Best Ohio Employment Discrimination Lawyer: Can I be fired for being gay? What can I do if my employer discriminates against me because of my sexual orientation? I want to sue my employer for wrongful termination?
Anyone that has read our employment discrimination attorneys‘ blogs on LGBT employment discrimination knows a few things. We hate any form of employment discrimination. Many states have express laws against discriminating against members of the LGBT community, but Ohio and the federal government do not have express laws protecting the LGBT from employment discrimination. (see Can My Employer Discriminate Against Me Because I Am LGBT? I Need A Lawyer.; Can My Job Discriminate Against Me Because Of My Sexual Orientation?; Sexual Orientation Employment Discrimination: ENDA In Sight?).
But, that does not mean that there is no employment protection for members of the LGBT community. Both Title VII of the Civil Rights Act of 1964 and Ohio R.C. § 4112.99 provide for gender discrimination law that protect employees from being discriminated or harassed for not conforming to gender stereotypes. (see Top Attorney Answer To: Do I Have A Wrongful Termination Claim If I Am Treated Differently For Not Conforming To Gender Stereotypes?). These gender stereotype rights flow from the Supreme Court of the United States‘ decision in Price Waterhouse v. Hopkins back in 1989. In that case the Supreme Court held that Title VII makes it illegal for an employer to discriminate against an employee for that employee’s failure to conform to the gender stereotype. In Price Waterhouse, Ann Hopkins was a senior manager in an office of Price Waterhouse. Her partnership was delayed and then denied because Price Waterhouse partners was described her as being too “aggressive” and not behaving in a sufficiently feminine manner. While some partners praised the Ann’s “strong character, independence and integrity,” others told her that she needed to take “a course at charm school.” The Supreme Court held that this was illegal: “Impermissible stereotyping was clear because the very traits that she was asked to hide were the same traits considered praiseworthy in men.”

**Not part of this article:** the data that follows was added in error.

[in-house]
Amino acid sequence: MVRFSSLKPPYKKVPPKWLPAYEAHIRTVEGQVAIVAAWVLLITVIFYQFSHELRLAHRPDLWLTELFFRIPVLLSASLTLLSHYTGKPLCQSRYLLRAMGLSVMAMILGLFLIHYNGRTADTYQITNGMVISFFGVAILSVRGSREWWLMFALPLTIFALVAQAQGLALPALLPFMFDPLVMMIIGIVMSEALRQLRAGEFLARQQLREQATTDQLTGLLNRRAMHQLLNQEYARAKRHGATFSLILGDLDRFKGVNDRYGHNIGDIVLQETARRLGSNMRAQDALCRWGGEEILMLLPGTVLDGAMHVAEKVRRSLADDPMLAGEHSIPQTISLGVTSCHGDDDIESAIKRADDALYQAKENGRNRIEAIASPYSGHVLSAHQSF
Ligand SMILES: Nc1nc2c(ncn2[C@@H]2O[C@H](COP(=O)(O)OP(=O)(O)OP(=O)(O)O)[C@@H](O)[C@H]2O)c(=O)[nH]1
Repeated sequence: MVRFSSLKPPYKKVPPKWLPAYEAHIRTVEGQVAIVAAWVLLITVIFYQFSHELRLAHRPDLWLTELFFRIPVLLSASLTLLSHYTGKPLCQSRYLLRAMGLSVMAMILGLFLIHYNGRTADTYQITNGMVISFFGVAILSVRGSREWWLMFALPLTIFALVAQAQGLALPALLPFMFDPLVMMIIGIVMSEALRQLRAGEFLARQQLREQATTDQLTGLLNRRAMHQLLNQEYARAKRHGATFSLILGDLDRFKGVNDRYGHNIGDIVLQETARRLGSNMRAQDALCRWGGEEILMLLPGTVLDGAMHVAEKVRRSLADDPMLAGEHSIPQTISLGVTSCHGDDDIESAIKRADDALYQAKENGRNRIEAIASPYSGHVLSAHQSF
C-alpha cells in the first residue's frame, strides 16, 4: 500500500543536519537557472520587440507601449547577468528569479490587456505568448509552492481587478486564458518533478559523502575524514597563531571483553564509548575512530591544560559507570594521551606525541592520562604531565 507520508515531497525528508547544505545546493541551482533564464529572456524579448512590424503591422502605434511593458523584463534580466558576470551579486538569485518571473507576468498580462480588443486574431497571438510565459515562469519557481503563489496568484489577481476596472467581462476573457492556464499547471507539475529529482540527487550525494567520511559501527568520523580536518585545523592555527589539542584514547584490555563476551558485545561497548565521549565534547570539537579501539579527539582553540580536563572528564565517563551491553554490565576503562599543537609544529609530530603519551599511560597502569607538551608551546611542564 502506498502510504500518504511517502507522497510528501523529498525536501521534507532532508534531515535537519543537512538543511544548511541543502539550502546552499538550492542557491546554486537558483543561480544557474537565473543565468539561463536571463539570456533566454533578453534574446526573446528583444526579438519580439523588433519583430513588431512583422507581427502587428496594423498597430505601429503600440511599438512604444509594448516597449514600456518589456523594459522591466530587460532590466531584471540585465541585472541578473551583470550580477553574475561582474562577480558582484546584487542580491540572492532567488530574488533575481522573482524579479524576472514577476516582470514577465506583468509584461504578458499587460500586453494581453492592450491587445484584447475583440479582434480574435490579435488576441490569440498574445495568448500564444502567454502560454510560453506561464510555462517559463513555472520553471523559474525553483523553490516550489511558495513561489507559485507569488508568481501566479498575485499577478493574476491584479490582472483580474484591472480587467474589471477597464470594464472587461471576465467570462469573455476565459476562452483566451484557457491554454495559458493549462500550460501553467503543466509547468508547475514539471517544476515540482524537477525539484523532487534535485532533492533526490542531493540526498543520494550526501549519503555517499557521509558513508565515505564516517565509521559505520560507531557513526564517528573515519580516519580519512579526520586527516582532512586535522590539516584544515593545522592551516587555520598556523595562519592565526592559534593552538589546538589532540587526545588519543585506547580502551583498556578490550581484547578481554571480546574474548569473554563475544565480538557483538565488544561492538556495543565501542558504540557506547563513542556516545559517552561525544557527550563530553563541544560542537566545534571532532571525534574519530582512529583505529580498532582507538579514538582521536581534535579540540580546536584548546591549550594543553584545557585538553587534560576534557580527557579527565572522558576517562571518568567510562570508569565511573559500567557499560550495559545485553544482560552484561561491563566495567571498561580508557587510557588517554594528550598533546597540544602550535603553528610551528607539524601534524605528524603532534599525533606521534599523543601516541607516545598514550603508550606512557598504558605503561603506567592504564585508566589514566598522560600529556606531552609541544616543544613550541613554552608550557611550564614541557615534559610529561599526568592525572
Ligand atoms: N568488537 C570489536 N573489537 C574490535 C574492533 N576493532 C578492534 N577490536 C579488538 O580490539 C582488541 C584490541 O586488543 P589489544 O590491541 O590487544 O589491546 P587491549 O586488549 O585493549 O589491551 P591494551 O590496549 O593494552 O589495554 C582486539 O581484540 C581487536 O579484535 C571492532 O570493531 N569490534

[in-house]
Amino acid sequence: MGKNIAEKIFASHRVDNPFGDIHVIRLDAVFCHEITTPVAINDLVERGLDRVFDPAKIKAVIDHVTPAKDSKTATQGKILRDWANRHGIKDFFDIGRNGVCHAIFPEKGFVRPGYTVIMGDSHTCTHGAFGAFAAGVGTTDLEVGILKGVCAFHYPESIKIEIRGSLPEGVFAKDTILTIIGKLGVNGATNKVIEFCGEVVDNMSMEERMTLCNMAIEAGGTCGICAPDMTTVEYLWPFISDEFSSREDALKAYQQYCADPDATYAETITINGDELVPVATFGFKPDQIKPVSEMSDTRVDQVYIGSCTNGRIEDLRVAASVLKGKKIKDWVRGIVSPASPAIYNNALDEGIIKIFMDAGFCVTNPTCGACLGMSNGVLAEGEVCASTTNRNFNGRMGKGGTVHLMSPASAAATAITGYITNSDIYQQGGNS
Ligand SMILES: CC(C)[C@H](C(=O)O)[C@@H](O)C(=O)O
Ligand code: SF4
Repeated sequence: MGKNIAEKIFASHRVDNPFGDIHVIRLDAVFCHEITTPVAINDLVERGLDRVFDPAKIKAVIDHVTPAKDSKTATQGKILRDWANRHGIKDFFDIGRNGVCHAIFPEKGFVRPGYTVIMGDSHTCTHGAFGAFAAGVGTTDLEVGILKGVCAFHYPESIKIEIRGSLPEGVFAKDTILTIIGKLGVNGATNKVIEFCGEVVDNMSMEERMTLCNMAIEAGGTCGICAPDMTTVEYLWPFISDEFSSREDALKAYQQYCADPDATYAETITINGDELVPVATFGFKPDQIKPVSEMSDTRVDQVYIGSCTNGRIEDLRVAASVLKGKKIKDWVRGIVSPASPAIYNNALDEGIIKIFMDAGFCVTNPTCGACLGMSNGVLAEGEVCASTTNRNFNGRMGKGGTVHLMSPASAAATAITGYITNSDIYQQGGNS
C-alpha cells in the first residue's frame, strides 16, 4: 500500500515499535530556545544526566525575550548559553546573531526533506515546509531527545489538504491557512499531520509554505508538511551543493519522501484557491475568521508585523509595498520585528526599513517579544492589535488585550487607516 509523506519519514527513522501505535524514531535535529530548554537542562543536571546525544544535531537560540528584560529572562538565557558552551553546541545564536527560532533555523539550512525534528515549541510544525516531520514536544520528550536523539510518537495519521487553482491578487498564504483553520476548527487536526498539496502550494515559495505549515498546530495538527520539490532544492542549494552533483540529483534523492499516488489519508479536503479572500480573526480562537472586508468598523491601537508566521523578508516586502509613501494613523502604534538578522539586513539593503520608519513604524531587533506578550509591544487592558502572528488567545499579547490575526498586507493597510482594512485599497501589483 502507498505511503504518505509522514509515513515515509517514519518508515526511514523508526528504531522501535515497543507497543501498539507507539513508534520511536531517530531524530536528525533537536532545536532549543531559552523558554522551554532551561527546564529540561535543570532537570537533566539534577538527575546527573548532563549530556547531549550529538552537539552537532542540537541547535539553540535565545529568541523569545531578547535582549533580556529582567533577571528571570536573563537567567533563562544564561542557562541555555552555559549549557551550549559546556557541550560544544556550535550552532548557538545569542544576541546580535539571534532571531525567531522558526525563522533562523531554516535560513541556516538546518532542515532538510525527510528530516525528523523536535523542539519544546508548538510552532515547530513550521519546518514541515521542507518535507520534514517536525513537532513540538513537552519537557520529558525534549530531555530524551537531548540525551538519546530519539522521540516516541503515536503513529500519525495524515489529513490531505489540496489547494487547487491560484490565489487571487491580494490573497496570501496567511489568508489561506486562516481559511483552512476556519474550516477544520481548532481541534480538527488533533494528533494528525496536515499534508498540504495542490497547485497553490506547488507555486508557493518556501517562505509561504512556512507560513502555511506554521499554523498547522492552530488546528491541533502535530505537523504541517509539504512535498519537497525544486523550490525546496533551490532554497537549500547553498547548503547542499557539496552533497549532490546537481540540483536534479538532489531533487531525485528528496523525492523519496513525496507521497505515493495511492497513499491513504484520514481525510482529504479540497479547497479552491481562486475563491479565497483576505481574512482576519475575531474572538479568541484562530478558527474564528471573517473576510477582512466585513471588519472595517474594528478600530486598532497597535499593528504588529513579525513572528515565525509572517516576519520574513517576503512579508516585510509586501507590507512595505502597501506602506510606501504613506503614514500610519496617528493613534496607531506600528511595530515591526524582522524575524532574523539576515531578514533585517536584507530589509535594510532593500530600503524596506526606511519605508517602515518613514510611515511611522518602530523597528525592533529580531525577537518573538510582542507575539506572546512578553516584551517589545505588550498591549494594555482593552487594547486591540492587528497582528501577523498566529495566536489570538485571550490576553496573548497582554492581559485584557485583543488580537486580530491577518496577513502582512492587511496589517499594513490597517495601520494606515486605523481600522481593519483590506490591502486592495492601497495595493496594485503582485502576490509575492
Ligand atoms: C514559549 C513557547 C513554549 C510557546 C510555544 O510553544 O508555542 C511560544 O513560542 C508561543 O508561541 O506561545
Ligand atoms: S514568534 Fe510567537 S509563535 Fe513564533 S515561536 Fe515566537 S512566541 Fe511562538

From here, the law developed to, in some cases, protects a man from discrimination from his boss for acting too feminine; or a woman from wrongful termination because she dresses too masculine.